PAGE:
7. The trial court did not abuse its discretion by dismissing a juror who returned a half-hour late from a lunch recess.   The trial court inquired into the reason for the juror's tardiness and, finding that she had an ongoing hardship arranging childcare, dismissed her and replaced her with an alternate juror.   It is well established that OCGA § 15-12-172 gives a trial court the “discretion to discharge a juror and replace him or her with an alternate at any time so long as the trial court has a sound legal basis.”  (Citations and punctuation omitted.)  Brooks v. State, 281 Ga. 14, 18(3), 635 S.E.2d 723 (2006) (juror's tardiness to court was a sound basis for her dismissal).

8. After the jury returned guilty verdicts on all counts of the indictment, Rivera requested to address the trial court.   In response, the trial court engaged in a colloquy with Rivera and his counsel outside the presence of the jury in which Rivera inquired about several scenarios, including his presenting no mitigation evidence, his waiving his presence during the sentencing phase, and his acting as co-counsel to his attorneys.   Rivera now argues on appeal that the trial court abused its discretion by sua sponte forcing upon him, without making any inquiry as to whether he was competent to control his defense, a form of hybrid representation in which he represented himself as co-counsel.   See Faretta v. California, 422 U.S. 806, 835(V), 95 S.Ct. 2525, 45 L.Ed.2d 562 (1975) (the trial court must apprise the defendant of the “dangers and disadvantages” inherent in representing himself “so that the record will establish that ‘he knows what he is doing and his choice is made with eyes open.’  [Cit.]”) See Hance v. Kemp, 258 Ga. 649, 650(1), 373 S.E.2d 184 (1988) (while a defendant has the right to represent himself, he does not have the right to act as co-counsel although the trial court may allow him to do so).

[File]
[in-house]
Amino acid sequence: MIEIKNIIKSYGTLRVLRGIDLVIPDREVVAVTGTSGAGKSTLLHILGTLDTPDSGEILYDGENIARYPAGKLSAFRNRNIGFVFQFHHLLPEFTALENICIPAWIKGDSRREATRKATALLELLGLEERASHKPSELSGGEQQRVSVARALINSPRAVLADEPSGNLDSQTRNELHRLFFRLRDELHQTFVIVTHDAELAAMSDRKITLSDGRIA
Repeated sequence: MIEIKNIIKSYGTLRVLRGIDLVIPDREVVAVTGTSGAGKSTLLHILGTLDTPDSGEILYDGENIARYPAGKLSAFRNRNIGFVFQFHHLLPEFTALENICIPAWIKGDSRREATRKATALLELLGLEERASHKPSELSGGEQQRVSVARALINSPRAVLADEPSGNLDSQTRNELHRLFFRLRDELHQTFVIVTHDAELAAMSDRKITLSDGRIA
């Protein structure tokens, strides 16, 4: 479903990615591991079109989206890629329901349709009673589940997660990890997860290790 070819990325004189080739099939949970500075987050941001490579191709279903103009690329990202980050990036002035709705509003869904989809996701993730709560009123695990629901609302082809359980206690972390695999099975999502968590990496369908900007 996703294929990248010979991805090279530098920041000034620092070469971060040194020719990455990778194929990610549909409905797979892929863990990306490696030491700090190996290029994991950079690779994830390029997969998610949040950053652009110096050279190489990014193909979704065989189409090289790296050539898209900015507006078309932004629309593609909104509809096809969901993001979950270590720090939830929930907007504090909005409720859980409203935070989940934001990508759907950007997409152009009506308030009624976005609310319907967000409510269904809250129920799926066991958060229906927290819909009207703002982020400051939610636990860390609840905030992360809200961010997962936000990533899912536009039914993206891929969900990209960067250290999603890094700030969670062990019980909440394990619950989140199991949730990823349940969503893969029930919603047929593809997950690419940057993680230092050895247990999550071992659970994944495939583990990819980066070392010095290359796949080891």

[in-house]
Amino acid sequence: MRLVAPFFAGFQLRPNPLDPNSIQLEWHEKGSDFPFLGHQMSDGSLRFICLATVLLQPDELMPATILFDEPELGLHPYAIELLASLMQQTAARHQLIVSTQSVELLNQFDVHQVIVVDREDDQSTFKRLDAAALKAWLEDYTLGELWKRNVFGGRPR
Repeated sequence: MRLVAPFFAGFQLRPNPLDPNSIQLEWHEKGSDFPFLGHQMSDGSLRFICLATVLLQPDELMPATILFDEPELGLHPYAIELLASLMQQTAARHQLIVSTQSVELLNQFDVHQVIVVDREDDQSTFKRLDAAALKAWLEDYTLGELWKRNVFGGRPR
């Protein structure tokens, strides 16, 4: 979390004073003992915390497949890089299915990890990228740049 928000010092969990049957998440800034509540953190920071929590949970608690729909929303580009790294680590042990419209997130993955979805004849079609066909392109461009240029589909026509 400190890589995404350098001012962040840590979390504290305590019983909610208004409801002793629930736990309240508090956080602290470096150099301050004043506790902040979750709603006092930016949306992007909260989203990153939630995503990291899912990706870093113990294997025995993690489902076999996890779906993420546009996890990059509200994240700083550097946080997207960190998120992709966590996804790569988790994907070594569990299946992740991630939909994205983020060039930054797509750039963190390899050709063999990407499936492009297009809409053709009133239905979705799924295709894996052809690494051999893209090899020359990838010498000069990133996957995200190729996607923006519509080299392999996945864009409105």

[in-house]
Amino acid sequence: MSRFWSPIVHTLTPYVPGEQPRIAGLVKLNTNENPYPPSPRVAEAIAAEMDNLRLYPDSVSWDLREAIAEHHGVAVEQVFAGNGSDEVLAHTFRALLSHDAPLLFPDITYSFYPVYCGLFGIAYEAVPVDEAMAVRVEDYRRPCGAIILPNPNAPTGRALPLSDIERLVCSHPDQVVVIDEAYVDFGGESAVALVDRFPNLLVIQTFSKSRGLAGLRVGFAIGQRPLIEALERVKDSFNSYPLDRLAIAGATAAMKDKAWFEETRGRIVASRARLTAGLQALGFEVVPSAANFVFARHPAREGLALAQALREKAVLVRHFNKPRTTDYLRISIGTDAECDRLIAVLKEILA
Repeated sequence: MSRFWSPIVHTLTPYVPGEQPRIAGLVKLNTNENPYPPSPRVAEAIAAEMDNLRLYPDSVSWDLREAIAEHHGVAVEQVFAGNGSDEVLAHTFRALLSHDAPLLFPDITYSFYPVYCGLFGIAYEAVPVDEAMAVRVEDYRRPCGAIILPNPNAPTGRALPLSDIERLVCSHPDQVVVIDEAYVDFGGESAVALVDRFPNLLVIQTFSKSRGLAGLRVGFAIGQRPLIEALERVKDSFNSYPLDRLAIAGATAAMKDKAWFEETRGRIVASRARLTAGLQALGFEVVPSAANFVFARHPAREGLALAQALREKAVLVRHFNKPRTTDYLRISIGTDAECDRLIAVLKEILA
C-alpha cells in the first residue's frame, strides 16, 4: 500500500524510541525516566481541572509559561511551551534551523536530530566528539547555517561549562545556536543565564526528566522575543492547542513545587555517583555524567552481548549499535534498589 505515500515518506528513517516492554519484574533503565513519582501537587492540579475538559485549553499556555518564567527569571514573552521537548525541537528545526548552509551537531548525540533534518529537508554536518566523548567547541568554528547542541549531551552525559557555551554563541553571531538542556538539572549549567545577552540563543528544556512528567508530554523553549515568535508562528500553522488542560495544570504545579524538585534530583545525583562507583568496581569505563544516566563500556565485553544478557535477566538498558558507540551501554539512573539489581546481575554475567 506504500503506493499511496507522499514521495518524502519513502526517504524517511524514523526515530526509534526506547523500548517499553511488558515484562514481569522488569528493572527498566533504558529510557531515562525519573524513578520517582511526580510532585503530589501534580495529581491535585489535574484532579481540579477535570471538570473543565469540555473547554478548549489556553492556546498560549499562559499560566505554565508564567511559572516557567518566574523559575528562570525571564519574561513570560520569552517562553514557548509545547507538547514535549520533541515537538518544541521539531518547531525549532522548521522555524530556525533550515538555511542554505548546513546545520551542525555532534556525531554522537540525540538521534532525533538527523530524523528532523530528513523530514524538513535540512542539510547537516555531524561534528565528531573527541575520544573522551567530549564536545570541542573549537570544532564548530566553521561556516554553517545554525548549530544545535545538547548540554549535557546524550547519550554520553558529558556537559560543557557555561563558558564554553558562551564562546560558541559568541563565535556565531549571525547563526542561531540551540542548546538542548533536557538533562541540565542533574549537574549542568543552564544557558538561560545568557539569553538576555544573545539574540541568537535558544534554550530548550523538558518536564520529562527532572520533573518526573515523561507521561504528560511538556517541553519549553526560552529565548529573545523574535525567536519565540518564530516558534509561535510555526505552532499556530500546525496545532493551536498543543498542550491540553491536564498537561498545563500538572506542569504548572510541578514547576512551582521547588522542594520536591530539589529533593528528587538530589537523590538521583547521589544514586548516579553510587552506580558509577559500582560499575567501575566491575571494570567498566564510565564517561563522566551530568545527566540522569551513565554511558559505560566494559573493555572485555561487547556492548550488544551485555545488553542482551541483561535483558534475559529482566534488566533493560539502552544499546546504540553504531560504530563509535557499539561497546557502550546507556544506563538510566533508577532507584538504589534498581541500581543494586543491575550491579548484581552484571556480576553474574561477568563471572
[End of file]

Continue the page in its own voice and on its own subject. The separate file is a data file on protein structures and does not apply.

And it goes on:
A review of the transcript shows that once the trial court explained to Rivera that the sentencing phase had to go forward but that as a defendant he was in control of his defense, see Morrison v. State, 258 Ga. 683, 686(3), 373 S.E.2d 506 (1988) (“Even if he is represented by an attorney, the attorney ‘is still only an assistant to the defendant and not the master of the defense.’  [Cit.]”), Rivera had no desire to represent himself, either alone or as co-counsel, but only wished to have his counsel represent his interests as he perceived them to be.   See Colwell v. State, 273 Ga. 634, 639(3)(b), 544 S.E.2d 120 (2001) (addressing defendant's right to control basic approach to his defense).   While Rivera did inquire about the possibility of firing his attorneys during his dialogue with the trial court, the question was within the context of his differences with them regarding trial strategy.   Rivera never asked the trial court to allow him to proceed pro se.   See Thaxton v. State, 260 Ga. 141, 142(2), 390 S.E.2d 841 (1990) (holding that a request to conduct one's trial pro se must be “unequivocal” and that “a defendant ‘cannot frivolously change his mind in midstream’ by asserting his right to self-representation in the middle of his trial.  [Cit.]”).

The record shows that Rivera testified during both the guilt/innocence phase and sentencing phase of his trial, during which he expressed his belief that he should be held accountable for his actions and, thus, that the jury should return a death sentence.   He also directed some of the actions of his counsel, among which were not allowing two of his family members to testify as mitigation witnesses.   However, upon reviewing the trial transcript, we conclude that Rivera acted “merely as an involved client who wished to have his own views made known to the jury.   By ensuring that counsel respected [Rivera's] wishes, the trial court did not transform counsel into co-counsel, rather, it ensured that counsel served as [Rivera's] counsel.”  Colwell, supra at 639(3)(b), 544 S.E.2d 120.   Because Rivera did not waive his constitutional right to representation, the trial court was not required to explain Rivera's rights to him or to make inquires concerning his decision about his representation and whether that decision was freely and voluntarily made.   See Colwell, supra at 638(3)(b), 544 S.E.2d 120.